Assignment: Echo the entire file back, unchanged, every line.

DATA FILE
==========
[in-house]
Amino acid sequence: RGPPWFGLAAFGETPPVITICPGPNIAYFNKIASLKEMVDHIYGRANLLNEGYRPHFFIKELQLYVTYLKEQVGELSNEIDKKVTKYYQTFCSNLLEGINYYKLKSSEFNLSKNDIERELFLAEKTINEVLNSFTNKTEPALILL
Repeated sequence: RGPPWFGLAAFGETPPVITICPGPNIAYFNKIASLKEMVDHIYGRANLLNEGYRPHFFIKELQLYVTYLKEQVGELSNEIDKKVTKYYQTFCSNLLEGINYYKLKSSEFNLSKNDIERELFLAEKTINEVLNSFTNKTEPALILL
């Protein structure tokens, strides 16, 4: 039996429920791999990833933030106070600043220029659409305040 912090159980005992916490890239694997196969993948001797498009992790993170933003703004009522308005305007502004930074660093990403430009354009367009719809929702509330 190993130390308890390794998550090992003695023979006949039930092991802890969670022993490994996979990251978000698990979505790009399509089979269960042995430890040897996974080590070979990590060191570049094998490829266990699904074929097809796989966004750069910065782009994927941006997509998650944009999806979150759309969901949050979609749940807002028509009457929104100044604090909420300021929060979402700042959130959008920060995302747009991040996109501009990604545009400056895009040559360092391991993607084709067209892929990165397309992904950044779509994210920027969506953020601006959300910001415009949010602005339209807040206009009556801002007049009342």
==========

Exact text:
[in-house]
Amino acid sequence: RGPPWFGLAAFGETPPVITICPGPNIAYFNKIASLKEMVDHIYGRANLLNEGYRPHFFIKELQLYVTYLKEQVGELSNEIDKKVTKYYQTFCSNLLEGINYYKLKSSEFNLSKNDIERELFLAEKTINEVLNSFTNKTEPALILL
Repeated sequence: RGPPWFGLAAFGETPPVITICPGPNIAYFNKIASLKEMVDHIYGRANLLNEGYRPHFFIKELQLYVTYLKEQVGELSNEIDKKVTKYYQTFCSNLLEGINYYKLKSSEFNLSKNDIERELFLAEKTINEVLNSFTNKTEPALILL
């Protein structure tokens, strides 16, 4: 039996429920791999990833933030106070600043220029659409305040 912090159980005992916490890239694997196969993948001797498009992790993170933003703004009522308005305007502004930074660093990403430009354009367009719809929702509330 190993130390308890390794998550090992003695023979006949039930092991802890969670022993490994996979990251978000698990979505790009399509089979269960042995430890040897996974080590070979990590060191570049094998490829266990699904074929097809796989966004750069910065782009994927941006997509998650944009999806979150759309969901949050979609749940807002028509009457929104100044604090909420300021929060979402700042959130959008920060995302747009991040996109501009990604545009400056895009040559360092391991993607084709067209892929990165397309992904950044779509994210920027969506953020601006959300910001415009949010602005339209807040206009009556801002007049009342």